Ti­mol: Was it mur­der or sui­cide?

That is the ques­tion the in­quest judge must de­cide over the next month

Pretoria News Weekend - - NEWS - BRENDA MASILELA

IT WILL take a month for the judge over­see­ing the in­quest into the death of anti-apartheid ac­tivist Ahmed Ti­mol to rule whether it was sui­cide or mur­der.

Judge Billy Mothle said he had a moun­tain of pa­per­work to go through and he would likely make his de­ci­sion next month.

Clos­ing ar­gu­ments into the Ti­mol in­quest were made on Thurs­day at the Gaut­eng High Court, Pre­to­ria.

Ad­vo­cate Jo­hannes Coet­zee, who is rep­re­sent­ing the po­lice­men im­pli­cated in Ti­mol’s death, ar­gued that ev­i­dence in­di­cat­ing that Ti­mol had mul­ti­ple in­juries which he sus­tained prior his demise was based on spec­u­la­tion. “The pic­tures were not of good qual­ity and were faded,” said Coet­zee.

Two in­de­pen­dent pathol­o­gist told the court that Ti­mol had in­juries, which were not con­sis­tent with a fall from a height.

One of the pathol­o­gists said Ti­mol had a se­vere in­jury on his an­kle, which would have made it im­pos­si­ble for him to walk with­out as­sis­tance, and couldn’t have jumped out of the win­dow un­less as­sisted.

Coet­zee dis­missed these find­ings as con­jec­ture and said both pathol­o­gists’ ev­i­dence was not based on facts.

“The court must look at the ver- acity of ev­i­dence,” im­plored Coet­zee.

In 1972 – four-and-a-half decades ago – Ti­mol’s death was ruled as sui­cide by mag­is­trate JL de Vil­liers. The South African Com­mu­nist Party (SACP) mem­ber was said to have jumped out of the 10th floor of the John Vorster Square po­lice sta­tion in 1971. The in­fa­mous sta­tion, where many anti-apartheid ac­tivists were tor­tured, has since been re­named the Jo­han­nes­burg Cen­tral po­lice sta­tion.

How­ever, Coet­zee ar­gued that sui­cide shouldn’t be the only in­fer­ence drawn in the mat­ter. He said it was pos­si­ble that Ti­mol jumped in an at­tempt to es­cape. He asked the court to make an in­con­clu­sive find­ing re­gard­ing the mat­ter.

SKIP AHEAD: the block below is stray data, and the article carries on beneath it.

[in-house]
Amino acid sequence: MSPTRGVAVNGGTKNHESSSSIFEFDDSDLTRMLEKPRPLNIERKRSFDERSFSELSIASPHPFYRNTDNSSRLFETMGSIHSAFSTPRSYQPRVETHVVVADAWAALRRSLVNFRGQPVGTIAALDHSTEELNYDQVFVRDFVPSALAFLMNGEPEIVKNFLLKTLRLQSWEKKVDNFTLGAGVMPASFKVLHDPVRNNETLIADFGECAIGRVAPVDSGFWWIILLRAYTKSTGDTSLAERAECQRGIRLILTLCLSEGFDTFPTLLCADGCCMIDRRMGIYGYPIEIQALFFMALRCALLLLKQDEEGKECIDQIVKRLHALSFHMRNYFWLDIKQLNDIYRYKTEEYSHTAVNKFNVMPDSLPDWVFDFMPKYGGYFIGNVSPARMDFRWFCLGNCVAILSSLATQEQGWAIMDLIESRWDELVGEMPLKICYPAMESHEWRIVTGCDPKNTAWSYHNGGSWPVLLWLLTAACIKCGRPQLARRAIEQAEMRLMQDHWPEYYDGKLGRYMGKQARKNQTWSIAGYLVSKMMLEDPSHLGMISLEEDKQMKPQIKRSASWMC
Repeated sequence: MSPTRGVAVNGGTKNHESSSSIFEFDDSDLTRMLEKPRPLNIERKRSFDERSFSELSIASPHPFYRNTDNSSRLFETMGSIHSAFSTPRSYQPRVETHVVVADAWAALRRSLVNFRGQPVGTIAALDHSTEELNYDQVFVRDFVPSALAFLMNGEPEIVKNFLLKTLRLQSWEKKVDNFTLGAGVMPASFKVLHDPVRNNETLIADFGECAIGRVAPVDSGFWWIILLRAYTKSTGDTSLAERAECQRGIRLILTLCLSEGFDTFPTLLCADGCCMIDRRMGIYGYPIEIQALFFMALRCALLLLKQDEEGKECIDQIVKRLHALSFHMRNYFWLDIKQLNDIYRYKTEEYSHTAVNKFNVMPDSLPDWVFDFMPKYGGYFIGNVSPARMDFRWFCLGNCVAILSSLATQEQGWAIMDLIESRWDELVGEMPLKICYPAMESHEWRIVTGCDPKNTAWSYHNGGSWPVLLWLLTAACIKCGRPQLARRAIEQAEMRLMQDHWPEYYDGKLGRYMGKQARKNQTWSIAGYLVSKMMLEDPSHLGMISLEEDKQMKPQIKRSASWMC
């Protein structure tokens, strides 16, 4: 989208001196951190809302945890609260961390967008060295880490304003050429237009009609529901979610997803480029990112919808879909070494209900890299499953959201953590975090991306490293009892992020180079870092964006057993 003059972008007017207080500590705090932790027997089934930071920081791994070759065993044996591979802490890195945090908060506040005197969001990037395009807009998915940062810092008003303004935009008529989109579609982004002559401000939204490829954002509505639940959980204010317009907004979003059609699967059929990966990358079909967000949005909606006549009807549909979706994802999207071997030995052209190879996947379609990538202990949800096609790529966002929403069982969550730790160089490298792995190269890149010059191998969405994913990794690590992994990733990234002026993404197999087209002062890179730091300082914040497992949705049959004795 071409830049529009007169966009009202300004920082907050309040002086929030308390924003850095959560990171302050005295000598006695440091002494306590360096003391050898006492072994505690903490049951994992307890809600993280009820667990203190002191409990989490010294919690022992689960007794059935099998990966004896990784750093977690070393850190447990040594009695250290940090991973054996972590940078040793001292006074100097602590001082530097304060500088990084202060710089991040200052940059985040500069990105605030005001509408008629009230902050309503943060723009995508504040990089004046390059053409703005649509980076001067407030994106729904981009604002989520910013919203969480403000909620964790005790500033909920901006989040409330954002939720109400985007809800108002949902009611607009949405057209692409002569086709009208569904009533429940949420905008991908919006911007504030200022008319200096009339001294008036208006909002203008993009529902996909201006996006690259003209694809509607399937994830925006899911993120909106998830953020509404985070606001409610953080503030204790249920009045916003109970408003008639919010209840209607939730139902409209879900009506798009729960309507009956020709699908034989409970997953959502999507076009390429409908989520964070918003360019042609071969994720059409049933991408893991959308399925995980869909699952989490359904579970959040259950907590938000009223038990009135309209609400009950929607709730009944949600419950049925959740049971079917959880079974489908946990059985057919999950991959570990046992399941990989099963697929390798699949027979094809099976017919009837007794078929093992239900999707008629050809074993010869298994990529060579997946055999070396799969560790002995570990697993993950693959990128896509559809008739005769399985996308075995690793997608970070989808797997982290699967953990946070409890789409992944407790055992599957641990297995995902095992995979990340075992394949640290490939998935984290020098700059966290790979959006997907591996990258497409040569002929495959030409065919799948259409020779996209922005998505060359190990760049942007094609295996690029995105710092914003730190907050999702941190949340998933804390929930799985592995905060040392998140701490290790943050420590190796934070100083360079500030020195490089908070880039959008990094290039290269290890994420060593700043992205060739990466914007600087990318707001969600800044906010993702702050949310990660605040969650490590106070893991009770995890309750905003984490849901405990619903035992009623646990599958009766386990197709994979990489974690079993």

The judge ex­plained that in the case of as­sault he won’t be spec­u­lat­ing as ev­i­dence was clear on that part. But he ad­mit­ted he had dif­fi­culty ac­cept­ing tes­ti­mony that se­cu­rity branch po­lice­men only knew of tor­ture at John Vorster through me­dia re­ports.

Ti­mol was ar­rested with his friend Dr Salim Es­sop after the car they were trav­el­ling in was found with banned ANC and SACP lit­er­a­ture.

Es­sop tes­ti­fied dur­ing the first phase of the in­quest and he told the court he was se­verely as­saulted dur­ing his ar­rest and was near death when he was taken to hospi­tal.

Ti­mol’s fam­ily has al­ways re­jected the sui­cide find­ing, in­sist­ing in­stead that the­ac­tivist was mur­dered by apartheid po­lice.

For years fam­ily mem­bers have fought to have the in­quest re-opened. Ti­mol died six days shy of his 30th birth­day.

On Thurs­day the fam­ily’s le­gal rep­re­sen­ta­tive, Howard Var­ney, asked the court to dis­miss the ver­sion of the po­lice­men on events lead­ing to Ti­mol’s death.

Var­ney told the court two for­mer se­cu­rity branch po­lice­men, Neville Els and Seth Sons, should be in­ves­ti­gated for per­jury. They worked at John Vorster Square po­lice sta­tion around the time of Ti­mol’s death, tes­ti­fied that they had never wit­nessed any as­saults on de­tainees, but had read news­pa­per re­ports about the das­tardly deeds.

Var­ney said the court must find that Ti­mol did not com­mit sui­cide and that he was in fact mur­dered while in po­lice cus­tody. – ANA

The pic­tures were not of good qual­ity and were faded

Ad­vo­cate Coet­zee

Ti­mol fam­ily lawyer Ad­vo­cate Howard Var­ney at the Gaut­eng High Court, Pre­to­ria.

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